The Benefits for Neurological Disorders

The benefit of neurologic music therapy(NMT) is a large promising field. However, the evidence for the true benefits of in neurophysiological changes induced by NMT and its value across different age groups and demographics is largely lacking (Bringas et al., 2015). Neurologic Music Therapy as an adjunct to standard neurorestorative therapy is highly effective in improving the neuro-plasticity of a growing brain. Thus, it is beneficial for children with an array of neurophysiologic disorders and ultimately aids in the improvement of communication, attention, and rehabilitation of other cognitive functions.

In Autistic spectrum disorders, music therapy has been shown to improve the emotional component, communicative cues, expressive cues, socio-behavioral skills and overall learning and memory enhancement (Bringas et al., 2015). This is primarily because children with autism still have their musical effect retained. Thus, through the use of different modalities employing rhythm, pitch, tone, lyrics music therapy targets this communicative and learning difficulties.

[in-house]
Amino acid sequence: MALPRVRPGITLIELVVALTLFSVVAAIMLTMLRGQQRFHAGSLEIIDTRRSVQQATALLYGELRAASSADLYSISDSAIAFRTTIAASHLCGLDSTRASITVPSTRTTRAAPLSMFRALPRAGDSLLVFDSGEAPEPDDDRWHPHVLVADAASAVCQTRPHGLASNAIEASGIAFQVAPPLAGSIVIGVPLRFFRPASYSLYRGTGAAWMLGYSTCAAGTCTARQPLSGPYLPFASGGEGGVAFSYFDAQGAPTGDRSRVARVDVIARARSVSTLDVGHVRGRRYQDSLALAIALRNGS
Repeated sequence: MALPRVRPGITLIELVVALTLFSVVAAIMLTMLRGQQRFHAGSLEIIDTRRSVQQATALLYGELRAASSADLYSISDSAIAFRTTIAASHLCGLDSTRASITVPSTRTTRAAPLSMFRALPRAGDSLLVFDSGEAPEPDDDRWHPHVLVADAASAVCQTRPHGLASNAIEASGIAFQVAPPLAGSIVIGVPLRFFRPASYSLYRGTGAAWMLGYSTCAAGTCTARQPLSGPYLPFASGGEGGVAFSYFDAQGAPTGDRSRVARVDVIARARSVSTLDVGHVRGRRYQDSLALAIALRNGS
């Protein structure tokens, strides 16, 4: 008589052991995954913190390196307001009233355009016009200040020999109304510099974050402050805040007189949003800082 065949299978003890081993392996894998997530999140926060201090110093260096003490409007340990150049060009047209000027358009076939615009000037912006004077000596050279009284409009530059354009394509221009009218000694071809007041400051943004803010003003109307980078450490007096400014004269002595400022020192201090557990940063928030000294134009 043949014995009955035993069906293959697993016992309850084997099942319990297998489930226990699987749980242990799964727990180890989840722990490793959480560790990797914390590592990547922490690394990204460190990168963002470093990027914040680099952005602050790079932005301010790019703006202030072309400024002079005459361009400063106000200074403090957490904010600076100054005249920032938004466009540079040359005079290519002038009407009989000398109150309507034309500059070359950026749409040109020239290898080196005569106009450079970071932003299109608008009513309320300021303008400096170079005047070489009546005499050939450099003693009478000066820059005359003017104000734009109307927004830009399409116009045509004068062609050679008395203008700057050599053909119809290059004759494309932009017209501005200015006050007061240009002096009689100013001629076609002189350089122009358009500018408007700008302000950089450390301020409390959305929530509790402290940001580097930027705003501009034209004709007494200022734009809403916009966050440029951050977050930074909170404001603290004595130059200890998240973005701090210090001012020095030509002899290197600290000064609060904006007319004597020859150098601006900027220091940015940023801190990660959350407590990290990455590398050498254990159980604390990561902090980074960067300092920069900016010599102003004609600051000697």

The Benefits in Psychiatric Patients

The benefits of Musical therapy have been found mostly in chronic psychiatric illnesses as compared to acute psychotic episodes. In schizophrenia, for example, an improvement in negative symptom was observed in the use of musical therapy. In the case of dementia presenting with mood alterations and psychiatric manifestations, music therapy was used to stabilize mood alterations and improved communicative ability in these patties (Nizamie & Tikka, 2014).